The repo called “jellyfin” already has tons of traction - stars, forks, people using it, etc. So I think renaming or, or significantly altering it, would be a mistake and cause a lot of confusion. This does complicate things a bit with how to split it out, especially with my desire to keep the changelogs and sharedversion (and bump_version) in the same repo.

I want to step back and focus on the original X - what reasons do we have for wanting to split packaging out of this repo? I know I am an original proponent of doing this, but my main desire was to avoid some of the kerfuffle that the feature-branch model would have caused (e.g. usually wanting build changes on master quickly) - by moving to a master-primary setup, this disappears and packaging changes can be easily handled within the “server”/main repo easily. It’s also the primary build target.

With that said, I still want to move forward with the rest of it, the Python build script, dynamic/shallow clones of the various other repos without submodules, and the improvements to the current packaging schema.


If the packaging is not one level higher then the rest of the repos. It might make the checkout of the (many many) repos pretty messy if you still want to work on the server itself. (although we could checkout one level up the tree. ../) This would mirror my personal layout, but might not be expected by most people.

And frankly renaming a repo only requires people to update their upstream repo. Although I’m also fine with just having jellyfin-packaging. The main “pull” or branding will be the website and the organization on github anyway.


Yea that’s pretty similar to my layout right now as well. ~/Projects/Jellyfin/{jellyfin, jellyfin-web, etc.}. If we renamed the main repo we wouldn’t want anything to replace it then, and I’d be OK with that too. jellyfin-server and jellyfin-packaging, or maybe jellyfin-build instead since that’s the more general case. We’d just need docs to make clear how to get started with this, i…e “pull jellyfin-build first, then run script setup” or something.

I do worry that this might get convoluted though, if we’re not careful. That’s mainly why I asked the “why even split it” question earlier - if we don’t know why we want to do this we might fall into implementation traps that make normal users’ lives harder rather than easier. @nvllsvm I’d like to hear your input too.

For me, the main arguments either way are:

For a split: Easier to manage packaging on its own, cleaner implementation as as grow platforms, unification of multiple repository’s packaging easily.
Against a split: It’s more complex to know where to start, renaming main repo would break links etc. people already have, we have to deal with pulling repos in easily and consistently, huge overhead potentially to build certain parts.

I’m curious your folks’ thoughts.


I personally am all for split packaging out - this just follows “normal” Unix principle, but for repos.
There’s no logical sense of packaging scripts in the main repo that build plugins.

That said, I don’t think we should rename or in any way alter main jellyfin repo. Simple set-aside jellyfin-build is fine (I don’t think we should name it jellyfin-package, as it might give some false assumptions because package can be both noun and verb, with example for noun would be client apk package; build can be seen as both, too, but that is less of a problem for me).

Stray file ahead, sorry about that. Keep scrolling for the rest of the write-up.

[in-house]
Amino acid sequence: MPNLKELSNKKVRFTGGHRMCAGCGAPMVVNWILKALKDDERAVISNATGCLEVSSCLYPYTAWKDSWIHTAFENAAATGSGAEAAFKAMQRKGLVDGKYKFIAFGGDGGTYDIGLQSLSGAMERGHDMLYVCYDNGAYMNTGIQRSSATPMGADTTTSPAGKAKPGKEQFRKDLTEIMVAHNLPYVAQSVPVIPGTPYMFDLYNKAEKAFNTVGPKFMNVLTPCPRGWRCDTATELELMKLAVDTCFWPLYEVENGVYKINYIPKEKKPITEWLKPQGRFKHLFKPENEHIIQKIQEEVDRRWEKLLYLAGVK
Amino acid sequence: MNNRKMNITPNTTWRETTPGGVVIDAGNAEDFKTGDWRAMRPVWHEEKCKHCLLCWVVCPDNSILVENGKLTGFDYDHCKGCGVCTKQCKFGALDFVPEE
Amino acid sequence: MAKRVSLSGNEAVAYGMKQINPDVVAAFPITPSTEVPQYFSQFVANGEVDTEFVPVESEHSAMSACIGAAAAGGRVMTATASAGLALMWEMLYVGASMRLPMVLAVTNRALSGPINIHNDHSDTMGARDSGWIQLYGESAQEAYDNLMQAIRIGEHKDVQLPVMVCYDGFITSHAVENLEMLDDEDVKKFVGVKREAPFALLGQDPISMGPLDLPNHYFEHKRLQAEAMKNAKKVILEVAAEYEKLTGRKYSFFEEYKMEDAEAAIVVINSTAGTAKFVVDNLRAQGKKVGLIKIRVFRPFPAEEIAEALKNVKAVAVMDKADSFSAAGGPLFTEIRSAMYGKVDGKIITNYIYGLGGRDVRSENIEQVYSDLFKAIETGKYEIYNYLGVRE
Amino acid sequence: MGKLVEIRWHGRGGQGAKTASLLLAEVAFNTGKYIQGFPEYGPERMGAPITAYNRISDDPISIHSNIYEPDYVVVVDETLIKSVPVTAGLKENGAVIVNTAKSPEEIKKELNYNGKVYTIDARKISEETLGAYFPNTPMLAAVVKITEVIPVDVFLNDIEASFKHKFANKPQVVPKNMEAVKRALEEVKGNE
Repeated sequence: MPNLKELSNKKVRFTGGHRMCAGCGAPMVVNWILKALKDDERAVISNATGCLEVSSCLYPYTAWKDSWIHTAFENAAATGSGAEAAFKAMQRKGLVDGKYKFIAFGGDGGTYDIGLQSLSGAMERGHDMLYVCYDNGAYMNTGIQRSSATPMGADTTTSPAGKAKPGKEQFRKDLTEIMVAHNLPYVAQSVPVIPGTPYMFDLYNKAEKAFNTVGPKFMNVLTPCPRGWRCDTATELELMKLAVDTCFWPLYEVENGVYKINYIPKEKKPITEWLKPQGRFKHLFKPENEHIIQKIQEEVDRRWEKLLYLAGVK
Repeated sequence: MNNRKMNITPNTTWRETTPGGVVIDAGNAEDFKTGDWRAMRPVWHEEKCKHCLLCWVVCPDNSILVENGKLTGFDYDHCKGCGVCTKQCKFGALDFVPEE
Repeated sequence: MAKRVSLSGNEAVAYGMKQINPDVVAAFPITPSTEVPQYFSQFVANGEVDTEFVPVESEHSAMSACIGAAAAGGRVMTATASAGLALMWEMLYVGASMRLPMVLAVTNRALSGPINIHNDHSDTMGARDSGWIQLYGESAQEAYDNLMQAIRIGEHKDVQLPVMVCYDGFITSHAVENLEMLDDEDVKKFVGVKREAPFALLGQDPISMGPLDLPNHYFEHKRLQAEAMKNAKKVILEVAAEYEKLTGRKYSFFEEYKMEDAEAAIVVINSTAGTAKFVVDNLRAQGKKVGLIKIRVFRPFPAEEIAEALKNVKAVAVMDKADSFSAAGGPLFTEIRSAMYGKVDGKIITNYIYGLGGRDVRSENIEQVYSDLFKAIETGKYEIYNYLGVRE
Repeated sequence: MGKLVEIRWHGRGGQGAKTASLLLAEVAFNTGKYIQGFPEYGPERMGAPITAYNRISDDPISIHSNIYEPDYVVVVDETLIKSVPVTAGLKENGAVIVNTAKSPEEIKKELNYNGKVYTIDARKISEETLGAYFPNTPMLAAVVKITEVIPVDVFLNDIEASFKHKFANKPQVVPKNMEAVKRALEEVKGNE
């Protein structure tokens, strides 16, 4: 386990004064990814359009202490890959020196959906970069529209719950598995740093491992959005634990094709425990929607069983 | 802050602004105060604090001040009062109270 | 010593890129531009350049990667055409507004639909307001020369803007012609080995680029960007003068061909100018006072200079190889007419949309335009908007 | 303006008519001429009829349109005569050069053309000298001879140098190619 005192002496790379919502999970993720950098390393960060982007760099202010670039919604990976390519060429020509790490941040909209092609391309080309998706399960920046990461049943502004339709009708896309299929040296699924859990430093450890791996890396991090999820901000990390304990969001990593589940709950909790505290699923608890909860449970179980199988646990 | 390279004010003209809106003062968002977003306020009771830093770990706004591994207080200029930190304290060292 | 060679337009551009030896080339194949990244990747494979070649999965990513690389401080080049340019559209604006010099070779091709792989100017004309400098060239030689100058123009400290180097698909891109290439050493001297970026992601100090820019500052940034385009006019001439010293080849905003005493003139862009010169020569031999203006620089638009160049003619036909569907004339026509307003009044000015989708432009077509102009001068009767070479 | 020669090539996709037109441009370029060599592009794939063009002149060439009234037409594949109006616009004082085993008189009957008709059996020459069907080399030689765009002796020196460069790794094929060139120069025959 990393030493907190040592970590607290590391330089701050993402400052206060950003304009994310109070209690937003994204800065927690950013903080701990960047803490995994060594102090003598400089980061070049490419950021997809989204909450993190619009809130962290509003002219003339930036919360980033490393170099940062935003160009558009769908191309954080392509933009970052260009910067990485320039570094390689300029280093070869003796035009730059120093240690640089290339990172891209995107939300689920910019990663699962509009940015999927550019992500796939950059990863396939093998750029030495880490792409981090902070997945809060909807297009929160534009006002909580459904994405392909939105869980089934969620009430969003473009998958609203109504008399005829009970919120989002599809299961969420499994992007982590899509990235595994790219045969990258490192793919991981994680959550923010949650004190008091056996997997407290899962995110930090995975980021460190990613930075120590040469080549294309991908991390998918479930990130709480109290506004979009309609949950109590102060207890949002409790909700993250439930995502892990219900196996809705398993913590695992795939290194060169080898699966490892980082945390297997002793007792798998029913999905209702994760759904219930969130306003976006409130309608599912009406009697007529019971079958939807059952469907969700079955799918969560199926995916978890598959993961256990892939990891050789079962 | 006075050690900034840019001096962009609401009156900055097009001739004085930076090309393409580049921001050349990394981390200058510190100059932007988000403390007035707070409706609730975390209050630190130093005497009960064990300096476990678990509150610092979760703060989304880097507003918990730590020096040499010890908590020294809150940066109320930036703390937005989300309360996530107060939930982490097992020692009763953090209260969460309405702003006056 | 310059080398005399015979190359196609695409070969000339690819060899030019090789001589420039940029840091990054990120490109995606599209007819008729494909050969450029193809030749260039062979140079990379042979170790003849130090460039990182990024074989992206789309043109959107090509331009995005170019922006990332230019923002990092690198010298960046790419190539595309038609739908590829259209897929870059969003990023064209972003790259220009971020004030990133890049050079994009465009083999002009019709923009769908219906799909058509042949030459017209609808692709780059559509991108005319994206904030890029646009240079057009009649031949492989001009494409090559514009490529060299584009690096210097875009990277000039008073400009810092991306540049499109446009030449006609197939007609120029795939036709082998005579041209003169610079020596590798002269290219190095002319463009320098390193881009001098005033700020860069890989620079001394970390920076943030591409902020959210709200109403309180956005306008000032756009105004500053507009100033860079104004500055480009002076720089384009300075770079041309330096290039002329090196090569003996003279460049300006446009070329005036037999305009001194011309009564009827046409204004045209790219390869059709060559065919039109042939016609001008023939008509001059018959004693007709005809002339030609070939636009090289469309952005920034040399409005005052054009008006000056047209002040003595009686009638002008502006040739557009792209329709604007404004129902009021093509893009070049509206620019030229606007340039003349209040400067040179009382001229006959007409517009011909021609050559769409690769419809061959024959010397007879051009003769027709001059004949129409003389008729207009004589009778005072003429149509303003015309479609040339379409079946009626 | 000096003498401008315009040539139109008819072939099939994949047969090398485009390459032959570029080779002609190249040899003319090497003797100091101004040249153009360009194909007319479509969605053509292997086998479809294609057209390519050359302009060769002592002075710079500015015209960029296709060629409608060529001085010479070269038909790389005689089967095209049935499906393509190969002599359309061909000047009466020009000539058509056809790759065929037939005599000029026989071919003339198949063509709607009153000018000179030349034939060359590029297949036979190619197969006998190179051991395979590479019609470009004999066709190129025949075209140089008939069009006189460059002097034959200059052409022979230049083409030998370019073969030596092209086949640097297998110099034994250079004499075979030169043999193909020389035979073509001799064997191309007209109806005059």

Putting SharedVersion.cs away and thus making main repo unbuildable is a no-go in my opinion. Ideally all parts of the puzzle should be buildable independently if wanted to. Plus moving SharedVersion makes it so we contribute the code that requires version change in one repo, but change the version in unrelated repo - ughh, don’t like that.

I would say that what I’d like to see is all repos that need to be built (server, clients, plugins) provide their own “instructions” (in terms of unified metadata manifest most likely) that describe their version and how to build them. Individual repos most likely should not contain build scripts to follow this metadata, those scripts should live in jellyfin-build IMHO and be as non-specific to what they build as possible.
Ideal solution for me would be some build script that could be fed a list of repos, then it would fetch their metadata and build all the stuff. That way we can let authors of 3rd party plugins to incorporate their work more easily, plus we move all the dealing with metadata in one place.

To sum up what I think: I think we need to make sure each repo serves only one purpose - storing the buildable code that solves this repo’s aim. Building such code is not a repo’s aim, though, and in my view should be handled separately.


I agree with all the reasons you listed. The best solution in my opinion would be to rename jellyfin to jellyfin-server and create jellyfin-packaging, which would be more of a meta repo for us to easily build all of the projects than for casual users to build their favorite client.

You even mentioned that the scripts in jellyfin-packaging would not be building the projects directly but rather calling build scripts in the external repos. This works perfectly because it means when users want to build something they should always be able to go and build a single repo. So in general, don’t touch the individual projects but just create a meta repo for easily building and hosting everything on the website.


Well I don’t think we should have nested build scripts, unless you view dotnet publish as a build script. If a user really want to build stuff separately and not follow the documentation they can figure the build command out themselves.

That makes it much easier for us to maintain. No need for more than one build script.